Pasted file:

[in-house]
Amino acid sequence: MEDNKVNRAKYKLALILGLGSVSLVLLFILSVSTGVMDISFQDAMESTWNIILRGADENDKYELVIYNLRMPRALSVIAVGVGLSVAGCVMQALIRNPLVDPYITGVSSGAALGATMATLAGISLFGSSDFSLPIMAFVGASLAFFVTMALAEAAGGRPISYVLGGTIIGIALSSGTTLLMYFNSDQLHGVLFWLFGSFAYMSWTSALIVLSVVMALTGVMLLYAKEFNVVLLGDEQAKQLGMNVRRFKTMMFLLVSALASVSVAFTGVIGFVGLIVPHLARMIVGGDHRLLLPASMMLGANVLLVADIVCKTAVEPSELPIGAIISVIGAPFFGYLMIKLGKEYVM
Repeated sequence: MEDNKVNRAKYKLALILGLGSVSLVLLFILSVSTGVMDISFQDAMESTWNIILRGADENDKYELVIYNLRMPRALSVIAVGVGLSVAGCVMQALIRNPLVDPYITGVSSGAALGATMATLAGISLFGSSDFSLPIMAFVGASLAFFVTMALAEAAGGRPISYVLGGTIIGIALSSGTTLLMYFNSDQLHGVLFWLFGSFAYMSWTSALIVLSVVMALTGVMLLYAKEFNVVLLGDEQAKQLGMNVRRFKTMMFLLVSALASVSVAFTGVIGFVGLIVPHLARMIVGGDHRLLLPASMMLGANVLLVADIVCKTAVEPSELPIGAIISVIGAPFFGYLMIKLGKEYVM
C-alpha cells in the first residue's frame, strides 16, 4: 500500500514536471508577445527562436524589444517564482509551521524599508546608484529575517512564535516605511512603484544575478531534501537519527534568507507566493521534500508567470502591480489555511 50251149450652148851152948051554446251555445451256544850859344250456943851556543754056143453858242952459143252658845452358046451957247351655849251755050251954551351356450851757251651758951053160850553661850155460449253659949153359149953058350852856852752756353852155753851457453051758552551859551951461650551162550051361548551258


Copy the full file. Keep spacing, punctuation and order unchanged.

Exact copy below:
[in-house]
Amino acid sequence: MEDNKVNRAKYKLALILGLGSVSLVLLFILSVSTGVMDISFQDAMESTWNIILRGADENDKYELVIYNLRMPRALSVIAVGVGLSVAGCVMQALIRNPLVDPYITGVSSGAALGATMATLAGISLFGSSDFSLPIMAFVGASLAFFVTMALAEAAGGRPISYVLGGTIIGIALSSGTTLLMYFNSDQLHGVLFWLFGSFAYMSWTSALIVLSVVMALTGVMLLYAKEFNVVLLGDEQAKQLGMNVRRFKTMMFLLVSALASVSVAFTGVIGFVGLIVPHLARMIVGGDHRLLLPASMMLGANVLLVADIVCKTAVEPSELPIGAIISVIGAPFFGYLMIKLGKEYVM
Repeated sequence: MEDNKVNRAKYKLALILGLGSVSLVLLFILSVSTGVMDISFQDAMESTWNIILRGADENDKYELVIYNLRMPRALSVIAVGVGLSVAGCVMQALIRNPLVDPYITGVSSGAALGATMATLAGISLFGSSDFSLPIMAFVGASLAFFVTMALAEAAGGRPISYVLGGTIIGIALSSGTTLLMYFNSDQLHGVLFWLFGSFAYMSWTSALIVLSVVMALTGVMLLYAKEFNVVLLGDEQAKQLGMNVRRFKTMMFLLVSALASVSVAFTGVIGFVGLIVPHLARMIVGGDHRLLLPASMMLGANVLLVADIVCKTAVEPSELPIGAIISVIGAPFFGYLMIKLGKEYVM
C-alpha cells in the first residue's frame, strides 16, 4: 500500500514536471508577445527562436524589444517564482509551521524599508546608484529575517512564535516605511512603484544575478531534501537519527534568507507566493521534500508567470502591480489555511 50251149450652148851152948051554446251555445451256544850859344250456943851556543754056143453858242952459143252658845452358046451957247351655849251755050251954551351356450851757251651758951053160850553661850155460449253659949153359149953058350852856852752756353852155753851457453051758552551859551951461650551162550051361548551258